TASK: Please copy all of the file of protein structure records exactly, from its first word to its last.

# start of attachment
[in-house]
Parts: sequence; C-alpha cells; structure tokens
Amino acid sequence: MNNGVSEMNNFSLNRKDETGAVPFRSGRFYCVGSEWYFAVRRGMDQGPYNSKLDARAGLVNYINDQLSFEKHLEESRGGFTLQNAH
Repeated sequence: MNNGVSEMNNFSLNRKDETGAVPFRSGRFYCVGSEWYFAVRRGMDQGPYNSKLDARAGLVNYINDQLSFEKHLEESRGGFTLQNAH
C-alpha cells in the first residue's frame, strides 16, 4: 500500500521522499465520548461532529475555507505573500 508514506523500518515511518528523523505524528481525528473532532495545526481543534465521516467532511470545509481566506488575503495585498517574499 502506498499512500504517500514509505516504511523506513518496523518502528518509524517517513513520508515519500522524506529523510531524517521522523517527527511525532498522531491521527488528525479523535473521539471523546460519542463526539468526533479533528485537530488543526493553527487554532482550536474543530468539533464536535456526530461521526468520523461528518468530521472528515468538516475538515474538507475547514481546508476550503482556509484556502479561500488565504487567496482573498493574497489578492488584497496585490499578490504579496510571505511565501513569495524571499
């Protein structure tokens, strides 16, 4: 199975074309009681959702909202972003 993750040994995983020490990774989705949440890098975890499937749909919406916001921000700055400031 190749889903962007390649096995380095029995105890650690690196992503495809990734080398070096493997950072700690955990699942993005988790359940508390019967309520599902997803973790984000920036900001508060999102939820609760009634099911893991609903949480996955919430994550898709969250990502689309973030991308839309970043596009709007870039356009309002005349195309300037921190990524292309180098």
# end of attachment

[in-house]
Parts: sequence; C-alpha cells; structure tokens
Amino acid sequence: MNNGVSEMNNFSLNRKDETGAVPFRSGRFYCVGSEWYFAVRRGMDQGPYNSKLDARAGLVNYINDQLSFEKHLEESRGGFTLQNAH
Repeated sequence: MNNGVSEMNNFSLNRKDETGAVPFRSGRFYCVGSEWYFAVRRGMDQGPYNSKLDARAGLVNYINDQLSFEKHLEESRGGFTLQNAH
C-alpha cells in the first residue's frame, strides 16, 4: 500500500521522499465520548461532529475555507505573500 508514506523500518515511518528523523505524528481525528473532532495545526481543534465521516467532511470545509481566506488575503495585498517574499 502506498499512500504517500514509505516504511523506513518496523518502528518509524517517513513520508515519500522524506529523510531524517521522523517527527511525532498522531491521527488528525479523535473521539471523546460519542463526539468526533479533528485537530488543526493553527487554532482550536474543530468539533464536535456526530461521526468520523461528518468530521472528515468538516475538515474538507475547514481546508476550503482556509484556502479561500488565504487567496482573498493574497489578492488584497496585490499578490504579496510571505511565501513569495524571499
């Protein structure tokens, strides 16, 4: 199975074309009681959702909202972003 993750040994995983020490990774989705949440890098975890499937749909919406916001921000700055400031 190749889903962007390649096995380095029995105890650690690196992503495809990734080398070096493997950072700690955990699942993005988790359940508390019967309520599902997803973790984000920036900001508060999102939820609760009634099911893991609903949480996955919430994550898709969250990502689309973030991308839309970043596009709007870039356009309002005349195309300037921190990524292309180098």